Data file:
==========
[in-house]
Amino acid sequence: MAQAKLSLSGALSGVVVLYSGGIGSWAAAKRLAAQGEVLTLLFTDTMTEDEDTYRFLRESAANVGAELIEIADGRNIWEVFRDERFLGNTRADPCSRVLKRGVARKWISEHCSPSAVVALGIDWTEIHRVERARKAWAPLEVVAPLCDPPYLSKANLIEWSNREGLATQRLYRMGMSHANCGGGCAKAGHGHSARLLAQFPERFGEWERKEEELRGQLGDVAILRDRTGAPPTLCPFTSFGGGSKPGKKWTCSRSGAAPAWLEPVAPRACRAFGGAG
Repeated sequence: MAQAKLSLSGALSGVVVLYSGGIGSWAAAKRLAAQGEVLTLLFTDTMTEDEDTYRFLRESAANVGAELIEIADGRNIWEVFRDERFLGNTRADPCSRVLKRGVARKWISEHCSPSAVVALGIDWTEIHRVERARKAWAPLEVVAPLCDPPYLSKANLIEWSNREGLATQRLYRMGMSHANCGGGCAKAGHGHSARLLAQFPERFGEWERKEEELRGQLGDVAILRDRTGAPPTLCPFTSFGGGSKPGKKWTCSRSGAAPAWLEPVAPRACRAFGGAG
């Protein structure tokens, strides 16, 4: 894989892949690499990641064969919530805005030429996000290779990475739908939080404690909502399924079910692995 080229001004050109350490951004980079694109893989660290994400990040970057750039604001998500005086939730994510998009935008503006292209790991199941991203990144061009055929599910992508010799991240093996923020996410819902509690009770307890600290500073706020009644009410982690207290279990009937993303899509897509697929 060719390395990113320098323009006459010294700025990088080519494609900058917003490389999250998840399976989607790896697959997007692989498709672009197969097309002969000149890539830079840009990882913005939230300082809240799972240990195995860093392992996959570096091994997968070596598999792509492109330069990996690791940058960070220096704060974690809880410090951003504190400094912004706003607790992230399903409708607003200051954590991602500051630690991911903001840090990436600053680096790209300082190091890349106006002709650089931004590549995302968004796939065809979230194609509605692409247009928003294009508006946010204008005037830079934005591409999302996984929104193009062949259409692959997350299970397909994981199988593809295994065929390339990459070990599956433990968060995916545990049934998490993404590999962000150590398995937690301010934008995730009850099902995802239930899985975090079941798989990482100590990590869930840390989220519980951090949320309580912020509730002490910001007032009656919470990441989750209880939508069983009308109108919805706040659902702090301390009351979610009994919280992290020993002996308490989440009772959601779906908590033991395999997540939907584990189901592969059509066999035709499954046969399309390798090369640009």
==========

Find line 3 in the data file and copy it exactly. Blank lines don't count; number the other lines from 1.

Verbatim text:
Repeated sequence: MAQAKLSLSGALSGVVVLYSGGIGSWAAAKRLAAQGEVLTLLFTDTMTEDEDTYRFLRESAANVGAELIEIADGRNIWEVFRDERFLGNTRADPCSRVLKRGVARKWISEHCSPSAVVALGIDWTEIHRVERARKAWAPLEVVAPLCDPPYLSKANLIEWSNREGLATQRLYRMGMSHANCGGGCAKAGHGHSARLLAQFPERFGEWERKEEELRGQLGDVAILRDRTGAPPTLCPFTSFGGGSKPGKKWTCSRSGAAPAWLEPVAPRACRAFGGAG